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Clinical Thyroidology

Showing That a Persistently Hypothyroid Patient Has an Increase of Free T4 Two Hours after Ingestion of 1 mg of Levothyroxine May Overcome Nonadherence

Jerome M. Hershman

Clinical Thyroidology

Walker JN, Pallai S, Ibbotson V, Vincent A, Karavitaki N, Weetman A, Wass JA, Allahabadia A. A thyroxine absorption test followed by weekly thyroxine administration: a method to assess non-adherence to treatment. Eur J Endocrinol 2013;168:913-7.

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SUMMARY • • • • • • • • • • • • • • • • • • • • • • • •


Many patients taking levothyroxine (L-T4) at a dose considered appropriate based on body weight have an elevated serum TSH, even after they have a normal serum TSH while taking the same dose of L-T4. This may be due to ingestion of food with the dose or taking drugs that block absorption, such as iron, calcium, bile acid-sequestering resins, or phosphate binders or taking drugs that accelerate degradation of L-T4, such as diphenylhydantoin. Patients may not absorb L-T4 because of celiac disease, atrophic gastritis, or gastrointestinal surgery. When these causes have been eliminated, the issue of noncompliance, or nonadherence in current terminology, arises. Most patients deny this behavior. The current study used administration of a weekly dose of L-T4 under observation to determine whether nonadherence was a probable cause of the elevated serum TSH.


At two sites in the United Kingdom, patients were identified who had a serum TSH persistently above 5.5 mU/L despite adequate daily doses of L-T4 and no evidence of interfering drugs or diseases. The patients had baseline measurements of FT4 and TSH; then each patient received an oral weekly dose of L-T4 and had a measurement of FT4 at 60, 120, 180, and 240 minutes after ingestion of the L-T4. The patient continued on the same weekly dose of L-T4 given under supervision for 4 weeks with serum TSH measurement 1 week after the final dose.


Twenty-three patients participated in the study. The mean age was 45 years (range, 20 to 88) and the median weight 87 kg (range, 53 to 143). The mean (±SD) TSH before the study was 41±45 mU/L and the mean prestudy L-T4 dose was 2.31±0.56 μg/kg/day. The mean weekly dose administered was 7× 1.69±0.2 μg/kg. In 19 of the 23 patients, the maximal rise in serum FT4 occurred by 120 minutes, with almost a doubling of FT4 at this time, increasing from 13 at baseline to 25 pmol/L at 120 minutes. The 3 patients with the most severe hypothyroidism had the lowest rise in FT4 at 120 minutes. At the final blood test after 4 weeks of treatment, TSH was reduced in 17 of 23 patients (47±50 at baseline to 18±21 mU/L). In 6 patients, the 4-week TSH was higher than the baseline.


Measurement of FT4 120 minutes after a weight-related weekly dose of L-T4 can be used to show maximal T4 absorption and aid in overcoming nonadherence with therapy.


This study addresses an important problem, namely, nonadherence with L-T4 therapy resulting in persistent hypothyroidism, a common occurrence and a very difficult issue to deal with. The authors emphasize a principle of treatment: “adherence to medication is the key link between process and outcome in medical care and without it, the likelihood of treatment failure is high.” The serum TSH provides a simple way to document nonadherence. Many years ago, my colleagues and I studied serum TSH levels in our endocrine clinic population and found that about 7% who previously had a normal TSH while taking a given dose of L-T4 had an elevated TSH during long-term follow-up (1). When confronted with the possibility of nonadherence with the dose, less than half of the patients admitted to it. For the patients who frequently forget to take L-T4 on a daily basis, a weekly dose can be given and is usually without side effects because of the long half-life of L-T4 (2).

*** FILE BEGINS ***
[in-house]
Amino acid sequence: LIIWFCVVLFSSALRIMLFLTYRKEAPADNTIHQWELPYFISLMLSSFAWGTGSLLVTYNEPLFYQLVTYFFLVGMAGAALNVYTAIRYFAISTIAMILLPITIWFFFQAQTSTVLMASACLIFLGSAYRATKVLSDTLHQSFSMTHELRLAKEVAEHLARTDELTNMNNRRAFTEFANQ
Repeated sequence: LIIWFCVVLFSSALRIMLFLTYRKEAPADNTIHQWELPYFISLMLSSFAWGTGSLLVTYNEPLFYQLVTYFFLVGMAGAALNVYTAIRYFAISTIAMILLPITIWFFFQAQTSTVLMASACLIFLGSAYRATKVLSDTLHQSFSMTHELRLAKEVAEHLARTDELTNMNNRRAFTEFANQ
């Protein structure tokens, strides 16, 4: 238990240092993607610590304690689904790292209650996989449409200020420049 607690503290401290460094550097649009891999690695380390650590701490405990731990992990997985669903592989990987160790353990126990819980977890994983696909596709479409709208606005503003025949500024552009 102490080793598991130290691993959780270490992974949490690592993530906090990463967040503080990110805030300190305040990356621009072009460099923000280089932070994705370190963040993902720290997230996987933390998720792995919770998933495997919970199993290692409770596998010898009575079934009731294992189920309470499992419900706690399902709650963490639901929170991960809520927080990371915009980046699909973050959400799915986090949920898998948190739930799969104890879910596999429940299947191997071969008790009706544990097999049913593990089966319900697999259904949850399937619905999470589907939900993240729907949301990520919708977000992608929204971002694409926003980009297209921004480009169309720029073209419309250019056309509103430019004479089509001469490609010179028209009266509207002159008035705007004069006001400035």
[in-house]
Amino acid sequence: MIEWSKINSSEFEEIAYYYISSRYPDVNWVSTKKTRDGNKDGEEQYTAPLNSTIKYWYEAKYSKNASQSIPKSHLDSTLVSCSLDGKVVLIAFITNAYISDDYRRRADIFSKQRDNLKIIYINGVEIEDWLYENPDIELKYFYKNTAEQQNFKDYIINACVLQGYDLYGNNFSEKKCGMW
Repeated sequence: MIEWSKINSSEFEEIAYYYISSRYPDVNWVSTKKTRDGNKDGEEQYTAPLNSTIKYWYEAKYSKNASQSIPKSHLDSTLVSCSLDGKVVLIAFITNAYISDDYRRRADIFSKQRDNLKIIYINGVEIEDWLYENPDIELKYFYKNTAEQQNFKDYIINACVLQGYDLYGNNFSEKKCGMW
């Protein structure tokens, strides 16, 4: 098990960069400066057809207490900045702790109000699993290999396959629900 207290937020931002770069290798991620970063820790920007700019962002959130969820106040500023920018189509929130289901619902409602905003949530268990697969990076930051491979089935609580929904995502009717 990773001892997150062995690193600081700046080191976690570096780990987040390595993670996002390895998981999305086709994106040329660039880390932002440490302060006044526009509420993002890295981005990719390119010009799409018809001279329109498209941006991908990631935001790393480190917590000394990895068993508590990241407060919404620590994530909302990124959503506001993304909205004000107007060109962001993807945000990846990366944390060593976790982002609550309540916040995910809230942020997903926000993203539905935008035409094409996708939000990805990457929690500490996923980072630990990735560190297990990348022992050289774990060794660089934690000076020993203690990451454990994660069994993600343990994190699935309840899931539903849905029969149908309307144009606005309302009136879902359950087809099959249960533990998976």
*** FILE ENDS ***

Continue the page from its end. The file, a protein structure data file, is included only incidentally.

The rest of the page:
In the article reviewed here, the average patient in the study received 1030 μg of L-T4 as the weekly dose. The weekly doses may have borne some relationship to the prescribed doses that were presumably not ingested by the patients with any regularity, but the reasons for the variations in dose were not clearly stated. The failure to normalize serum TSH in a high proportion of the patients in this study is most likely due to the fact that it can take serum TSH as long as 6 weeks to normalize on a given optimal dose of L-T4; 4 weeks was too short a time for this to occur. In fact, 6 of the 23 patients had an even higher TSH at the end of the study, indicating that the estimated weekly dose was too low for these patients.

The main conclusion is that giving the nonadherent patient a 1 mg dose of L-T4 in the office and measuring FT4 at baseline and at 2 hours will show that the patient can absorb the dose. Whether the nonadherent patient will become adherent after demonstrating that she can absorb L-T4 is another issue. The authors recommend a nonjudgmental discussion about adherence. In my experience, few patients admit to being nonadherent as the basis for their elevated serum TSH, but the absorption test could help if the patient agrees to do it.


  1. England ML, Hershman JM. Serum TSH concentration as an aid to monitoring compliance with thyroid hormone therapy in hypothyroidism. Am J Med Sci 1986;292:264-6.
  2. Grebe SK, Cooke RR, Ford HC, Fagerström JN, Cordwell DP, Lever NA, Purdie GL, Feek CM. Treatment of hypothyroidism with once weekly thyroxine. J Clin Endocrinol Metab 1997;82:870-5.